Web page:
Edith/Maddie here, excited to kick off Women’s History Month with a series of Wicked Wednesdays celebrating the ladies who went before. We’re also going to have a slew of impressive authors who write historical mysteries visiting us on other days.
The Wicked Authors wanted to call this month’s theme, “Badass Bi***es of the Before Times.” One of our faithful readers and frequent commenters found that middle word offensive, and we aim to please. So, Wickeds, today let’s dish on one real-life impressive woman from 1950 or before who is not related to you – some other badass woman you admire. Go!
Jessie: I really admire Victoria Woodhull. She had a varied career as a patent medicine huckster, a psychic medium, a stockbroker (which is a sort of psychic huckster, I suppose) a birth control advocate, a suffragist, and a presidential candidate. She did all of these things in the 1800s, well before women had won the right to vote. If she interests you, I commend to you the book The Scarlet Sisters by Myra MacPherson.
Edith/Maddie: Woodhull sounds amazing, Jessie. I know Amelia Earhart is well-known and widely admired as a female aviation pioneer, but as I researched her over the last year, I learned so much I didn’t know. She was a a true badass advocate of educating girls, of teaching science to women, of women’s rights. She wrote poetry. She worked as a teacher and social worker to immigrant women in Boston. And, sixty years before I arrived in the city, she lived only a mile from my first apartment in the Boston suburb of Medford.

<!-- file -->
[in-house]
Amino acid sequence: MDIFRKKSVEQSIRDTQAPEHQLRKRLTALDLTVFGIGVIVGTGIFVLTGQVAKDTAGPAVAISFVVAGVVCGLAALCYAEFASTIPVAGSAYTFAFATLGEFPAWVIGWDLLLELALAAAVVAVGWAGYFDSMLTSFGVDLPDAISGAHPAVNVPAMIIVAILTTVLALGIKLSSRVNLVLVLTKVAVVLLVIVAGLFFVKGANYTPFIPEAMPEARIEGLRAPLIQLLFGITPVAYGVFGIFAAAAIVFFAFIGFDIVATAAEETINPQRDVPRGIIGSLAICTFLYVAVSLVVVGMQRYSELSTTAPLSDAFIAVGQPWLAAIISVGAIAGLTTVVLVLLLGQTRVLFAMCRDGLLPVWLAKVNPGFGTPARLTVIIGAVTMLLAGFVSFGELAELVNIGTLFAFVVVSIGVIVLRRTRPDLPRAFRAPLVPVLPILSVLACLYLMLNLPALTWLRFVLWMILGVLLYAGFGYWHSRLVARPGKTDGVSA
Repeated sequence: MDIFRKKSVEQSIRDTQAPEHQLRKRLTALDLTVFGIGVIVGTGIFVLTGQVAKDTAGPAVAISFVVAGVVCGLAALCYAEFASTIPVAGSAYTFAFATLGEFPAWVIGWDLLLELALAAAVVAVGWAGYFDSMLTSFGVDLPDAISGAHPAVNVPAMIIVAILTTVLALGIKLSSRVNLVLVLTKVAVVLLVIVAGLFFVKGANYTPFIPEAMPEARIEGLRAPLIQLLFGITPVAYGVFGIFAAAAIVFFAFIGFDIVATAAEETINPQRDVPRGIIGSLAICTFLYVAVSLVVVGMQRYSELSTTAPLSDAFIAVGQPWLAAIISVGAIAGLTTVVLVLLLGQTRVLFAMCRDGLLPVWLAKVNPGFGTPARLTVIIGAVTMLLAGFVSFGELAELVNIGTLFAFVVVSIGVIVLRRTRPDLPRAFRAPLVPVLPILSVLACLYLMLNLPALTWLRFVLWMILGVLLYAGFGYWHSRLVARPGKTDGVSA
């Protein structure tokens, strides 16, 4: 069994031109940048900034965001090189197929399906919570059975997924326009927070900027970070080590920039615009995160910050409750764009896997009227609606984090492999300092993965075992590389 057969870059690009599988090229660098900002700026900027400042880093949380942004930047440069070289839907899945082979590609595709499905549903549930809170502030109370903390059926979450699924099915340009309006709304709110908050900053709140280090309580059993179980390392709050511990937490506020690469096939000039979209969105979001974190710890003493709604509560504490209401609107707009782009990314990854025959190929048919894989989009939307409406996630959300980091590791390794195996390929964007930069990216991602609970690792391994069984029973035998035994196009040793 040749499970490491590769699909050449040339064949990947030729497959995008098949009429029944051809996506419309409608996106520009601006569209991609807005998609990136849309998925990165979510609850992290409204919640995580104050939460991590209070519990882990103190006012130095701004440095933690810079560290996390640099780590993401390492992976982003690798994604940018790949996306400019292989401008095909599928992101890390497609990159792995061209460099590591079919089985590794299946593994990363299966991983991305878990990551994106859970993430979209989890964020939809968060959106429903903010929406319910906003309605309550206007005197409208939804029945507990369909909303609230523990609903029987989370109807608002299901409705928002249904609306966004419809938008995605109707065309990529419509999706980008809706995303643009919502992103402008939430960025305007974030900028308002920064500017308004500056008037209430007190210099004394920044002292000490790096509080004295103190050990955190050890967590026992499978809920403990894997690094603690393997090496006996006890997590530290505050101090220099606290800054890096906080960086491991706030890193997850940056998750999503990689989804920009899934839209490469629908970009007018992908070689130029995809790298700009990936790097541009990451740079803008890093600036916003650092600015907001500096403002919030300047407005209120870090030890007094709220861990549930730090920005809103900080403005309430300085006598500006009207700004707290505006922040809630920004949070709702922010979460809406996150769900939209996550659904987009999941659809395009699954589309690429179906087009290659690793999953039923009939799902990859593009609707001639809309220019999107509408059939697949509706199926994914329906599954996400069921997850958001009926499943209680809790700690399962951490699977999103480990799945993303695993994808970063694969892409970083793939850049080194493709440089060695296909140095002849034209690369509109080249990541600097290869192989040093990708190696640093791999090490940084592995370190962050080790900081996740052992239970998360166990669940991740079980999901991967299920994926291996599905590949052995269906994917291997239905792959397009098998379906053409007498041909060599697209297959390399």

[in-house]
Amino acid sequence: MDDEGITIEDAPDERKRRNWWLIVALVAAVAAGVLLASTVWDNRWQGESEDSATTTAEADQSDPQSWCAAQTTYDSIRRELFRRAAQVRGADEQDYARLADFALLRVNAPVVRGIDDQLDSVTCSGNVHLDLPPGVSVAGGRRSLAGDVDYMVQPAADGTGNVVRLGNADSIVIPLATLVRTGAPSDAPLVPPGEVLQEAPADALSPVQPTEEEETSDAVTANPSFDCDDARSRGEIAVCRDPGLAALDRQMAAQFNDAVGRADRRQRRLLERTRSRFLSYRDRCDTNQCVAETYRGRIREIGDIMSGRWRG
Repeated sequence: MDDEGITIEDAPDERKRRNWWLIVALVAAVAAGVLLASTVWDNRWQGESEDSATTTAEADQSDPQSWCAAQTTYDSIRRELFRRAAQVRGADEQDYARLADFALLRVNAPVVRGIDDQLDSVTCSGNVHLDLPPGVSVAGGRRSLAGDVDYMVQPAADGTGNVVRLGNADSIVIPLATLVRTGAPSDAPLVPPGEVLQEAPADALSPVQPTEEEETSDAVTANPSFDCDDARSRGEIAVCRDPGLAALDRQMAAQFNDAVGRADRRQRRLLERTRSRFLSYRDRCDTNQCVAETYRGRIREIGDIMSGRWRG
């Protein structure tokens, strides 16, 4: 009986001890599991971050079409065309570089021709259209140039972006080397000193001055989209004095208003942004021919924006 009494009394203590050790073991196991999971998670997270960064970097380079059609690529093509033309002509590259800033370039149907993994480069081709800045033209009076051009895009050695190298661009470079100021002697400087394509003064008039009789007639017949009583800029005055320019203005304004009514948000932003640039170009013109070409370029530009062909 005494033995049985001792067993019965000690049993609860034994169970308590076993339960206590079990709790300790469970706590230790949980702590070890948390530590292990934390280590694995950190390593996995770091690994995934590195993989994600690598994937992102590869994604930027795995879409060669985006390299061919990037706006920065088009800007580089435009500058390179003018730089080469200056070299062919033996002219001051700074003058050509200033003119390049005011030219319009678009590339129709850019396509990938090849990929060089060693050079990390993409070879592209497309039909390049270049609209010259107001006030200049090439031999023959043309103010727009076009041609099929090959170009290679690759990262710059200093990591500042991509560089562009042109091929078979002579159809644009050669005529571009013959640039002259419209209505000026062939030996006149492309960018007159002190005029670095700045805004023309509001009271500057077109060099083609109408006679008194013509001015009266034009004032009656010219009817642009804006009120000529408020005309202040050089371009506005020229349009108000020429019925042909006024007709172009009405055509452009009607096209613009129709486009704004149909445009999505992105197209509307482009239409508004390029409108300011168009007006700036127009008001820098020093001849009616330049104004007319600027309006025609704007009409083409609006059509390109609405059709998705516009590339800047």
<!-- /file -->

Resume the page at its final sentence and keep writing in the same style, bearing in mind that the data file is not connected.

Liz: I recently came across Vera Atkins, a British intelligence officer, while doing some research, and she’s definitely badass! She was born in 1908 and emigrated to Britain in the 1930s. Edith, she was a linguist! She joined the Special Operations Executive Branch of British Military Intelligence, the branch that trained and sent agents overseas. After WWII, she worked on the British War Crimes commission and went on a journey to find 118 missing officers. She tracked all but one and was awarded a medal for those efforts.
Julie: Do you all listen to the podcast The History Chicks? I was driving my niece home from college in December, and we listened to an episode about Sarah Berhardt. I thought I knew about her, but it turns out I didn’t. She was born in 1844, we think. There’s a lot about her life that’s a little hazy. She figured out how to make her way in the world–not easy for a woman back then. Best known as an actor, she did tours in England and the United States that sold out, despite the fact that she performed in French. Mark Twain said of her: “there are bad actresses, fair actresses, good actresses, great actresses – and then there is Sarah Bernhardt.” There are some early movies of her, but she was a stage actor. I wish I could go back in time and see her perform. She was also a very gifted sculptor. This week’s History Chicks episode was about another sculptor, Edmonia Lewis, who was also born in 1844. Well worth the listen to both episodes.
Sherry: Rosa Parks. She had more courage in her little finger than I do in my entire being. Thanks to Julie I know about The History Chicks podcast and the one about Rosa Parks fascinating.
Readers: Who is the badass woman from the past you admire?